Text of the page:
Decades of research and practice have been devoted to understanding and improving performance management in organizations. Yet the traditional performance review process continues to be painful and ineffective for both managers and employees. For many companies, the focus on improving formal systems has not achieved the desired results. In fact, research shows that what truly increases employee performance and engagement is not annual reviews, but the day-to-day process of managers communicating expectations, providing feedback, and leveraging employee talents. It’s time for a fresh look at performance management.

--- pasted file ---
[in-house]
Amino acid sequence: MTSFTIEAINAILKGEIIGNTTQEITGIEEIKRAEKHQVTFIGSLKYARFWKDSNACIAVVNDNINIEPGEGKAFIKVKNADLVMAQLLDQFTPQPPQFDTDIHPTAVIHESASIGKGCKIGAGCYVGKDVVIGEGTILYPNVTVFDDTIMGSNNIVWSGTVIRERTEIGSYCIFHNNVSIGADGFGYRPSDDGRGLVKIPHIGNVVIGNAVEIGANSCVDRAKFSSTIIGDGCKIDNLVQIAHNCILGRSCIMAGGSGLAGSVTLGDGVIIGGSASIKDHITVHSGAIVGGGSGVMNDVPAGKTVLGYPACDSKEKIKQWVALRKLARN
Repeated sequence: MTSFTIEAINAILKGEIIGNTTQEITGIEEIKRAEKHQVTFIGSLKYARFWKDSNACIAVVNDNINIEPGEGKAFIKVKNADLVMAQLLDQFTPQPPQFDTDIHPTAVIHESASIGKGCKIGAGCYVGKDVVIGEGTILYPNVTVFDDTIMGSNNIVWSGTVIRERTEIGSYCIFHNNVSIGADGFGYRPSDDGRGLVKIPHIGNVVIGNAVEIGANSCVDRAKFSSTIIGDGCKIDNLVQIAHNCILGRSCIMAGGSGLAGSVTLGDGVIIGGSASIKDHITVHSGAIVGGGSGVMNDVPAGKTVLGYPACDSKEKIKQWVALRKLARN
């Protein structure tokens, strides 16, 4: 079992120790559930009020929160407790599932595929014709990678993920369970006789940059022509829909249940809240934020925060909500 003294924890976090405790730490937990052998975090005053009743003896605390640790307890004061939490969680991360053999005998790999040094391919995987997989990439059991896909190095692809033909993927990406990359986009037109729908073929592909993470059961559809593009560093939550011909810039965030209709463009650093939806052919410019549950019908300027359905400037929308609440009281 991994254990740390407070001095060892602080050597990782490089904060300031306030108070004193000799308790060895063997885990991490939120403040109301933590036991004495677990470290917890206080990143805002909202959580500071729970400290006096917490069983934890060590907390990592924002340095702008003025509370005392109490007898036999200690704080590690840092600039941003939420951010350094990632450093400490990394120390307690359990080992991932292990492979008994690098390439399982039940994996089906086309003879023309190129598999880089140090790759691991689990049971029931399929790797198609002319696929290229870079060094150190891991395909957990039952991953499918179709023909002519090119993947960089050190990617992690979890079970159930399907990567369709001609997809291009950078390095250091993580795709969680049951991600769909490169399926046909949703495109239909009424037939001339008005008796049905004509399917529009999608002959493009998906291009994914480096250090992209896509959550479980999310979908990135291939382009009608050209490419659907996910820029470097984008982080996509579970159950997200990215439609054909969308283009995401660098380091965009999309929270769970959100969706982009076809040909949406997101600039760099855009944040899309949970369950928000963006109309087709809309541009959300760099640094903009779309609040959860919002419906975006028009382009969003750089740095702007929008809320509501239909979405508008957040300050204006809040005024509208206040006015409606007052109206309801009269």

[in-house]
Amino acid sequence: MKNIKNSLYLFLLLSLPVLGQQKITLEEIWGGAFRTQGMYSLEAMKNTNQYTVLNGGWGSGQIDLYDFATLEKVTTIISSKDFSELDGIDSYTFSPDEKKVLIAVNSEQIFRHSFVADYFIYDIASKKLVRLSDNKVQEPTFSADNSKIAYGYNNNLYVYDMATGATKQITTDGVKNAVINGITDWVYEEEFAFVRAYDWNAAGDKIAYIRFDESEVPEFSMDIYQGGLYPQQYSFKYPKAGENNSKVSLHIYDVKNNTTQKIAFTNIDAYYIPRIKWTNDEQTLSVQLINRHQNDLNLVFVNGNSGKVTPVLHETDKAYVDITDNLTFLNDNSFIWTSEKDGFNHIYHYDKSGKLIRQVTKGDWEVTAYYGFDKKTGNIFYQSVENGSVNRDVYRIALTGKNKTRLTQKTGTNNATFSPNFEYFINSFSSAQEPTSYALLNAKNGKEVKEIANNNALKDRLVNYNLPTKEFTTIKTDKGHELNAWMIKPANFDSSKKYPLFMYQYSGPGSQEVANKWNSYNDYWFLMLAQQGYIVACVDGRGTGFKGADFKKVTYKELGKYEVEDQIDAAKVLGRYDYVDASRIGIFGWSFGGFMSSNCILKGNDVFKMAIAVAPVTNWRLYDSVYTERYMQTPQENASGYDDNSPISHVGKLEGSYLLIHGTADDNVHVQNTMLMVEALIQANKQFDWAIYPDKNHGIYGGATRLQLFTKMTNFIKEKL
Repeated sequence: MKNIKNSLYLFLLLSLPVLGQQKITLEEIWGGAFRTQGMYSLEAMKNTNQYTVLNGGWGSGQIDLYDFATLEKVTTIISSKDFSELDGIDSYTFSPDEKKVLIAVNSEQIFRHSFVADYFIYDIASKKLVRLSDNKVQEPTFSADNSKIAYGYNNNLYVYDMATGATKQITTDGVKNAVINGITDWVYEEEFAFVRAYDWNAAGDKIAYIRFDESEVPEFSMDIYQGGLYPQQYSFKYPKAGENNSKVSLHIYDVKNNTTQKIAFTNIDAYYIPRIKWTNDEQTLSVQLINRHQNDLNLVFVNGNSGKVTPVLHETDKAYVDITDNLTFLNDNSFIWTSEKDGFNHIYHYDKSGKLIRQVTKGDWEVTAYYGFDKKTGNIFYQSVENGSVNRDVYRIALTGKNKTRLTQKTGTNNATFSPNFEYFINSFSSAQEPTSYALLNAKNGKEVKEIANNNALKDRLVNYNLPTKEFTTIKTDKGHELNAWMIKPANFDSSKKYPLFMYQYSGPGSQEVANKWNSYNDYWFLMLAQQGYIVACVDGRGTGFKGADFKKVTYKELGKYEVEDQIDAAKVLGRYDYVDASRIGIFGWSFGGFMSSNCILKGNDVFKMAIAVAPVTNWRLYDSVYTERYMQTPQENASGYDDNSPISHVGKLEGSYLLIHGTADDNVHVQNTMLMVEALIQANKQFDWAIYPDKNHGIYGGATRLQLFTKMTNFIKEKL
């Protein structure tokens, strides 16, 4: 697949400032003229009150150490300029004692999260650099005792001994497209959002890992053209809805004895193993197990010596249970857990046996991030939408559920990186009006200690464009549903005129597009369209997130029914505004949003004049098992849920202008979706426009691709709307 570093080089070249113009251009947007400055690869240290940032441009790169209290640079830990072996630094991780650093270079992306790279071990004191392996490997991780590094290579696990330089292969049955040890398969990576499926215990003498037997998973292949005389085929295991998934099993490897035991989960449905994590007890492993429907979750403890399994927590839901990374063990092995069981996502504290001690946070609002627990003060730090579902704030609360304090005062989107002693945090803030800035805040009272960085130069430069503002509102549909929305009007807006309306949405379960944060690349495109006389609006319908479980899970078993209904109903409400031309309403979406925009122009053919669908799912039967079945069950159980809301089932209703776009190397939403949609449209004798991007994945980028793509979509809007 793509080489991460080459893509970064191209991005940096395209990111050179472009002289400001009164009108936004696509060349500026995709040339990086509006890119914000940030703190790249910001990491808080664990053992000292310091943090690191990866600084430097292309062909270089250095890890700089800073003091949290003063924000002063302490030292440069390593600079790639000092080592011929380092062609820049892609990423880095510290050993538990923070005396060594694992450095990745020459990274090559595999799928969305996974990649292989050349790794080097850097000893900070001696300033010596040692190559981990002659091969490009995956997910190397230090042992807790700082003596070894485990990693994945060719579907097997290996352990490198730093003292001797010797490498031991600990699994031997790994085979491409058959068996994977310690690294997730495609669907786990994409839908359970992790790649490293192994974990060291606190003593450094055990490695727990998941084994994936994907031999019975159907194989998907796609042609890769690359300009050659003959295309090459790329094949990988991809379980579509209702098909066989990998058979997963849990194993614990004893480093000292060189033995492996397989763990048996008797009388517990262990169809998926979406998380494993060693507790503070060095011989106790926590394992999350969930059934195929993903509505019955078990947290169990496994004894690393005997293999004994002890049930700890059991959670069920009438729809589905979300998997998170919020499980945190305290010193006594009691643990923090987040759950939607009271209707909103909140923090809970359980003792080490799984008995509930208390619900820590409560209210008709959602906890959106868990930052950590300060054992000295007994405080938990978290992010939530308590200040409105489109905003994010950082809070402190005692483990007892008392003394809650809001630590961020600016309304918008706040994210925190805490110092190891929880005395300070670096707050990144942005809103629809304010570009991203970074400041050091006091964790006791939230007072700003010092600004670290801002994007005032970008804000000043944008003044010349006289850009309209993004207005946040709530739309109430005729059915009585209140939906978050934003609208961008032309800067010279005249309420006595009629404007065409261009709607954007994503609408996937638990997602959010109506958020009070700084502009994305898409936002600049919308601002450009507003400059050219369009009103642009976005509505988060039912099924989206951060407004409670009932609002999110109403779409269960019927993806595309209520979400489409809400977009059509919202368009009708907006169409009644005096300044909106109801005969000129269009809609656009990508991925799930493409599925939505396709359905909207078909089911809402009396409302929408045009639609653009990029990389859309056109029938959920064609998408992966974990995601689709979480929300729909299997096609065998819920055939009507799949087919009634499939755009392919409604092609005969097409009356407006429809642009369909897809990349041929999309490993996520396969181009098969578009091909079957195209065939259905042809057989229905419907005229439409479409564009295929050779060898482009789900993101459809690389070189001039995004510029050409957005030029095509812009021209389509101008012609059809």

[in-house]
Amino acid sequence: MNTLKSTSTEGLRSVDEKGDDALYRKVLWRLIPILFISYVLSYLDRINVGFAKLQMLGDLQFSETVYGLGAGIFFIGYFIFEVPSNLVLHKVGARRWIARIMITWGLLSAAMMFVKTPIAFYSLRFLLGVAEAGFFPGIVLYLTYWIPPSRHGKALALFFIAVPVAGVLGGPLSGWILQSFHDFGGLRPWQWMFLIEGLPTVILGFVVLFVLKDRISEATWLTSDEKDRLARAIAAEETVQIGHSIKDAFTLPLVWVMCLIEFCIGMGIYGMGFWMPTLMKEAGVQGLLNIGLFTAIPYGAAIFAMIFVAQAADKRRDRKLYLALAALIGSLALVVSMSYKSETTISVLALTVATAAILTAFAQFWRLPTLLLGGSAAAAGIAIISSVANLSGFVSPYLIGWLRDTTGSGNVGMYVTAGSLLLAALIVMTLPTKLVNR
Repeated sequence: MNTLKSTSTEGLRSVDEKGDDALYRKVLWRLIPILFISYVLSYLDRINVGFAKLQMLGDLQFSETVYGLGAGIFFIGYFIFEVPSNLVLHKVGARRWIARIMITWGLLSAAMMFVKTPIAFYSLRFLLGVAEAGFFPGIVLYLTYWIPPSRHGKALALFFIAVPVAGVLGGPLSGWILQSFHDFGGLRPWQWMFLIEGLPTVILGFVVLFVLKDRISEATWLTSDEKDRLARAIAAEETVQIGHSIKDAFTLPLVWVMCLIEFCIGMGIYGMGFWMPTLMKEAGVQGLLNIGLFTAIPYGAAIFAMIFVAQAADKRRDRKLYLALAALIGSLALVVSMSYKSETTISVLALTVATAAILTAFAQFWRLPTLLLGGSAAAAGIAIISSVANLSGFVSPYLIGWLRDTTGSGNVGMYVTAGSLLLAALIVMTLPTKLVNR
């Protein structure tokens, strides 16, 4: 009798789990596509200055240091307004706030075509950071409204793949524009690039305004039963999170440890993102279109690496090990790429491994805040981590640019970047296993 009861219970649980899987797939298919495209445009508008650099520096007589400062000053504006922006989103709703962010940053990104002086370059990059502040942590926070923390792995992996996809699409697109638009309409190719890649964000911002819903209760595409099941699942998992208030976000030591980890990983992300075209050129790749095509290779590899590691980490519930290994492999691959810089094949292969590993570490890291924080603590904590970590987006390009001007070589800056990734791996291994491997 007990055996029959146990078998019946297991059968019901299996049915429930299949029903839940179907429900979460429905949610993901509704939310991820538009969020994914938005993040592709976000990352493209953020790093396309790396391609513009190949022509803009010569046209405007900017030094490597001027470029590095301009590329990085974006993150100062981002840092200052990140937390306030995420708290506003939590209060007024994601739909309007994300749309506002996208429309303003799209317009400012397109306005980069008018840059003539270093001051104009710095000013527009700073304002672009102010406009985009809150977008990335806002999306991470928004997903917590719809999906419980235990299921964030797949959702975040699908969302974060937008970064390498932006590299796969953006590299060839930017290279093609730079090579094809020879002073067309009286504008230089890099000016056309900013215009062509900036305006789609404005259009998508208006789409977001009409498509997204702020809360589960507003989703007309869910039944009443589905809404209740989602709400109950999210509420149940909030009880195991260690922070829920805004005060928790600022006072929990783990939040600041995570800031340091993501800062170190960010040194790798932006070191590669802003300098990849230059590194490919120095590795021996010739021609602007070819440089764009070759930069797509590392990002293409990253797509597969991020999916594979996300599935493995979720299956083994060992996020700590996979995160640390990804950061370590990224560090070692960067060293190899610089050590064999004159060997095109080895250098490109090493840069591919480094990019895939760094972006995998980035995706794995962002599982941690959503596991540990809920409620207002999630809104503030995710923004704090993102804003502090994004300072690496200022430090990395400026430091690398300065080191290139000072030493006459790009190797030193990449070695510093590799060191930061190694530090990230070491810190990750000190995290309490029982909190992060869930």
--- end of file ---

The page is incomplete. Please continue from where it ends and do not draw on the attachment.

Most employees and managers view their performance management systems as largely ineffective and incapable of delivering results. But research performed by the Corporate Leadership Council (CLC) has shown that over half of the most important drivers of employee engagement and performance are precisely the behaviors that define effective performance management: setting clear expectations, helping employees accomplish work, providing regular feedback, and finding new opportunities for employees to succeed and develop. These behaviors are clearly valuable, yet our performance management systems are not seen as producing these. Why? What can firms do to improve results? At Google the answer came in the form of Project Oxygen, an attempt to build better bosses. By analyzing performance reviews, feedback surveys and nominations for managerial awards, Google identified eight habits of highly effective managers and three pitfalls that hamper success. Google found that what its employees valued most were even-keeled bosses who made time for one-on-one meetings, helped them solve problems by asking questions rather than by dictating answers, and took an interest in their lives and careers. One surprising result was that the manager’s ability to perform technical work ranked last among the top eight behaviors. Google discovered that bosses have a great impact on employees’ performance and job attitudes. Simply put, better bosses translate into bottom-line results. This thinking reflects the old HR adage that “people don’t quit their jobs, they quit their managers.” Google’s best managers— those who embraced the habits and avoided the pitfalls—had teams that performed better, stayed longer and maintained positive attitudes.
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